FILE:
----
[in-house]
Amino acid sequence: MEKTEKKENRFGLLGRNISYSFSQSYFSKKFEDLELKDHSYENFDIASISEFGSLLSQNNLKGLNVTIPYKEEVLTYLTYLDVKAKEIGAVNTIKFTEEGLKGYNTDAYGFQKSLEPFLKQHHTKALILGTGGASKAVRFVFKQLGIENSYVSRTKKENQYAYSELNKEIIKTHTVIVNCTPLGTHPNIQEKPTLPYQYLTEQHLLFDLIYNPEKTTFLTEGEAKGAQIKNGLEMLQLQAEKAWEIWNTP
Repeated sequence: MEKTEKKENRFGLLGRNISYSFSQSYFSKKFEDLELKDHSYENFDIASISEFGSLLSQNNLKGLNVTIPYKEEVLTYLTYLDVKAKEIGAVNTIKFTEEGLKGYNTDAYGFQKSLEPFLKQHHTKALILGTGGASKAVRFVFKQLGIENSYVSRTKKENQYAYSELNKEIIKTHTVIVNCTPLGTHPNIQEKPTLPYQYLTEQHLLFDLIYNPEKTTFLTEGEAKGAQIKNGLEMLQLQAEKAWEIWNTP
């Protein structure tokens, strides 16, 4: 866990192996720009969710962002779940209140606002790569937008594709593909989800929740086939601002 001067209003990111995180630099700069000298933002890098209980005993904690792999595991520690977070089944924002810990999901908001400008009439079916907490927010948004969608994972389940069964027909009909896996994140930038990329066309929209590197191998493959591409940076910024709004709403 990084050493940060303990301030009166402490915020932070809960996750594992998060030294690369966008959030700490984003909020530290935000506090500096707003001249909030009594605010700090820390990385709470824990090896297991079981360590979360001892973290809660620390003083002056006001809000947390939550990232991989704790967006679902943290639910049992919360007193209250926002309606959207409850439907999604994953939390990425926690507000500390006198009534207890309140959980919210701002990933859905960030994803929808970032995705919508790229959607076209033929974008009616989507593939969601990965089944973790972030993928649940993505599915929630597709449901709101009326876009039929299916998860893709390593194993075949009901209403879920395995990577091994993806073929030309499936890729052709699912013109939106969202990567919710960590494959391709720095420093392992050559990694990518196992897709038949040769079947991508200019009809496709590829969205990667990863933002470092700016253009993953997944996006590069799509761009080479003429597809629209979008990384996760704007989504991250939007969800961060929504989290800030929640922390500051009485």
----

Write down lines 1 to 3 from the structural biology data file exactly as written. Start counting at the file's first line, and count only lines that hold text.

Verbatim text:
[in-house]
Amino acid sequence: MEKTEKKENRFGLLGRNISYSFSQSYFSKKFEDLELKDHSYENFDIASISEFGSLLSQNNLKGLNVTIPYKEEVLTYLTYLDVKAKEIGAVNTIKFTEEGLKGYNTDAYGFQKSLEPFLKQHHTKALILGTGGASKAVRFVFKQLGIENSYVSRTKKENQYAYSELNKEIIKTHTVIVNCTPLGTHPNIQEKPTLPYQYLTEQHLLFDLIYNPEKTTFLTEGEAKGAQIKNGLEMLQLQAEKAWEIWNTP
Repeated sequence: MEKTEKKENRFGLLGRNISYSFSQSYFSKKFEDLELKDHSYENFDIASISEFGSLLSQNNLKGLNVTIPYKEEVLTYLTYLDVKAKEIGAVNTIKFTEEGLKGYNTDAYGFQKSLEPFLKQHHTKALILGTGGASKAVRFVFKQLGIENSYVSRTKKENQYAYSELNKEIIKTHTVIVNCTPLGTHPNIQEKPTLPYQYLTEQHLLFDLIYNPEKTTFLTEGEAKGAQIKNGLEMLQLQAEKAWEIWNTP